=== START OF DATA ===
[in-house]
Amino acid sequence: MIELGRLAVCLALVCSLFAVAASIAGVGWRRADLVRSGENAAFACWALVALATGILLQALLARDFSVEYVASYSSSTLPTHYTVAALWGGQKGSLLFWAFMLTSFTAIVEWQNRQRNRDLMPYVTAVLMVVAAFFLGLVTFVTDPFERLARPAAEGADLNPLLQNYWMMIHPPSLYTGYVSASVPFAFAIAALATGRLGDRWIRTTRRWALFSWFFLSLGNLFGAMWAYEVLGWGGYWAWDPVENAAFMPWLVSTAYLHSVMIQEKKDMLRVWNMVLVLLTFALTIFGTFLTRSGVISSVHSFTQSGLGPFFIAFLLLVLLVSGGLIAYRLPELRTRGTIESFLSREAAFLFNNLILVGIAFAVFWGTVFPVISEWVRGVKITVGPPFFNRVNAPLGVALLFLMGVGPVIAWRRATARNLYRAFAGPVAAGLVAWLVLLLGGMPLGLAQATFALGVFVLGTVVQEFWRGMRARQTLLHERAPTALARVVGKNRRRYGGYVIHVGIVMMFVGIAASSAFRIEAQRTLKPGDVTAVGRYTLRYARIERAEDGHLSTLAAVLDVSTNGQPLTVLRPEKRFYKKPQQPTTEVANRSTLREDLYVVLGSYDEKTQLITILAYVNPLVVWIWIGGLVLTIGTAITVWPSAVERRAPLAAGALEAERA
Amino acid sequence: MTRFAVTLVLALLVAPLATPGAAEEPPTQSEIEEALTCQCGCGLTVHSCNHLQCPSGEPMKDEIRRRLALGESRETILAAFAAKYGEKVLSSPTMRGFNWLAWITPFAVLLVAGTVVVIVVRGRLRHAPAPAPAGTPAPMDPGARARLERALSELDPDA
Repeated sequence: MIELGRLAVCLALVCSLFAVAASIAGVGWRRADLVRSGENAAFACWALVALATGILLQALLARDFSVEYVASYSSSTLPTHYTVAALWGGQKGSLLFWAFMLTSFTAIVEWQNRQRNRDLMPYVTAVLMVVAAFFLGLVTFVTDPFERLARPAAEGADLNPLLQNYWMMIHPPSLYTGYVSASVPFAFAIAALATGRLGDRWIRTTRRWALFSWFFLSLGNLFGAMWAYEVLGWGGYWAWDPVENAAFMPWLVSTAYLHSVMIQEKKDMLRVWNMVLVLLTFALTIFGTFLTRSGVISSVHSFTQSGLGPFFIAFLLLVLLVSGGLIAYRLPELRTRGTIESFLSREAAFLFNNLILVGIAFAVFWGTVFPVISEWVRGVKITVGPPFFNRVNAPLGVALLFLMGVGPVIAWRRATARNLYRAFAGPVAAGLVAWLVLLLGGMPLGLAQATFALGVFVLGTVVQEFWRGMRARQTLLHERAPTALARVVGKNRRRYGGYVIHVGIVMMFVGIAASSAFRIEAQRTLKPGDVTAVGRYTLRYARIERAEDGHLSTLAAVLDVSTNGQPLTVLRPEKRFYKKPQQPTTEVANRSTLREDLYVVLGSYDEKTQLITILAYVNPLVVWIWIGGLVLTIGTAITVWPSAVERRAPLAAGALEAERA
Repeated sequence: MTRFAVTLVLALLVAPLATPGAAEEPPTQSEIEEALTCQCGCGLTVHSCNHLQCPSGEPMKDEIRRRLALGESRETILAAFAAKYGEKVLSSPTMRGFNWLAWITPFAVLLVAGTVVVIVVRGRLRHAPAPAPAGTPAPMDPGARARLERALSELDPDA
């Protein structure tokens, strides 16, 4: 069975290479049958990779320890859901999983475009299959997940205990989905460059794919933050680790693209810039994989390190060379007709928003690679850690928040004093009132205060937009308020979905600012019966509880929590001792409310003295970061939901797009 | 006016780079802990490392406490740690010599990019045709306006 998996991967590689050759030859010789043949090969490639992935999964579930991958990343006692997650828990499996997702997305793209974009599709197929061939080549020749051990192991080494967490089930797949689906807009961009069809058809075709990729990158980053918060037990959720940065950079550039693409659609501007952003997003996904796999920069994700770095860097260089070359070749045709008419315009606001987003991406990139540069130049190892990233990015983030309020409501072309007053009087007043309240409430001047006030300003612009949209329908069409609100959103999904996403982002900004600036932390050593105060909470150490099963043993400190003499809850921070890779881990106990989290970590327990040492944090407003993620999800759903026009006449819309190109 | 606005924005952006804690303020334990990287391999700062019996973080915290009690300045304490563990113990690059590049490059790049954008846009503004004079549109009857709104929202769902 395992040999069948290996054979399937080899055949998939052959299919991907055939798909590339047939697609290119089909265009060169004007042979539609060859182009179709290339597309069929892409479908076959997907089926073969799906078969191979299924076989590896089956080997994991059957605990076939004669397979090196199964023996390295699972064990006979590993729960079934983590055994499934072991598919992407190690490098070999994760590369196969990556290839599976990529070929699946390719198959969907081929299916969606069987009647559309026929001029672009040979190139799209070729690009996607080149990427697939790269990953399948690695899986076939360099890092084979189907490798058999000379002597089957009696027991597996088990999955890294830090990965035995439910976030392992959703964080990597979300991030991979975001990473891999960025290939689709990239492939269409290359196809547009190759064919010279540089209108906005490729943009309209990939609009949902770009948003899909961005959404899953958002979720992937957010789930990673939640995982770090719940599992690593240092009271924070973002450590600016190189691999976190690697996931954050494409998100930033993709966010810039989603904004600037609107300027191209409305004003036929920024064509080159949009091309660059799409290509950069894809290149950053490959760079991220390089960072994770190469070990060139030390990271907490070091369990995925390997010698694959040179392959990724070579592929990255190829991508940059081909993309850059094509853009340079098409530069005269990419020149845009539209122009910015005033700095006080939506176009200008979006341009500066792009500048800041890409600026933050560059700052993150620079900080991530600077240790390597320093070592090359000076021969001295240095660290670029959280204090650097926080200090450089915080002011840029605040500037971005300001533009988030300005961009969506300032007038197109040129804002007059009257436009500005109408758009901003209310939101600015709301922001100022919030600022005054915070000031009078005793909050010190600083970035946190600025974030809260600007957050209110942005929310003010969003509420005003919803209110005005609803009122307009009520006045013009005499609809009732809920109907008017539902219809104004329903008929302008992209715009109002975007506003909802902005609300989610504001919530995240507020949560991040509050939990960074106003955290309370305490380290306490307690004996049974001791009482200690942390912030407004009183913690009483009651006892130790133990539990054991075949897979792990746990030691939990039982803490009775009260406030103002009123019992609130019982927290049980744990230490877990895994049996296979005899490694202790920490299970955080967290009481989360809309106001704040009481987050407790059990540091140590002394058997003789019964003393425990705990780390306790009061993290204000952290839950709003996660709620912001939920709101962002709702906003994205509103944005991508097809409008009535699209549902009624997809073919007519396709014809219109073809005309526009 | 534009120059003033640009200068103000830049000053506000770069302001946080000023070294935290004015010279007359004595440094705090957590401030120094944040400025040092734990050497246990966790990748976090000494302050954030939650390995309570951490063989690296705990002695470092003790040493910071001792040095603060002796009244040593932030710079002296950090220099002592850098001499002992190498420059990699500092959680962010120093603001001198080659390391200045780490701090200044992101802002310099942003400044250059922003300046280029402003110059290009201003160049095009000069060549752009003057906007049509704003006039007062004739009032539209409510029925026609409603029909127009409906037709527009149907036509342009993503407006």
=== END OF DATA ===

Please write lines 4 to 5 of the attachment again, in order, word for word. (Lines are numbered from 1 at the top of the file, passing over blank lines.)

Repeated sequence: MIELGRLAVCLALVCSLFAVAASIAGVGWRRADLVRSGENAAFACWALVALATGILLQALLARDFSVEYVASYSSSTLPTHYTVAALWGGQKGSLLFWAFMLTSFTAIVEWQNRQRNRDLMPYVTAVLMVVAAFFLGLVTFVTDPFERLARPAAEGADLNPLLQNYWMMIHPPSLYTGYVSASVPFAFAIAALATGRLGDRWIRTTRRWALFSWFFLSLGNLFGAMWAYEVLGWGGYWAWDPVENAAFMPWLVSTAYLHSVMIQEKKDMLRVWNMVLVLLTFALTIFGTFLTRSGVISSVHSFTQSGLGPFFIAFLLLVLLVSGGLIAYRLPELRTRGTIESFLSREAAFLFNNLILVGIAFAVFWGTVFPVISEWVRGVKITVGPPFFNRVNAPLGVALLFLMGVGPVIAWRRATARNLYRAFAGPVAAGLVAWLVLLLGGMPLGLAQATFALGVFVLGTVVQEFWRGMRARQTLLHERAPTALARVVGKNRRRYGGYVIHVGIVMMFVGIAASSAFRIEAQRTLKPGDVTAVGRYTLRYARIERAEDGHLSTLAAVLDVSTNGQPLTVLRPEKRFYKKPQQPTTEVANRSTLREDLYVVLGSYDEKTQLITILAYVNPLVVWIWIGGLVLTIGTAITVWPSAVERRAPLAAGALEAERA
Repeated sequence: MTRFAVTLVLALLVAPLATPGAAEEPPTQSEIEEALTCQCGCGLTVHSCNHLQCPSGEPMKDEIRRRLALGESRETILAAFAAKYGEKVLSSPTMRGFNWLAWITPFAVLLVAGTVVVIVVRGRLRHAPAPAPAGTPAPMDPGARARLERALSELDPDA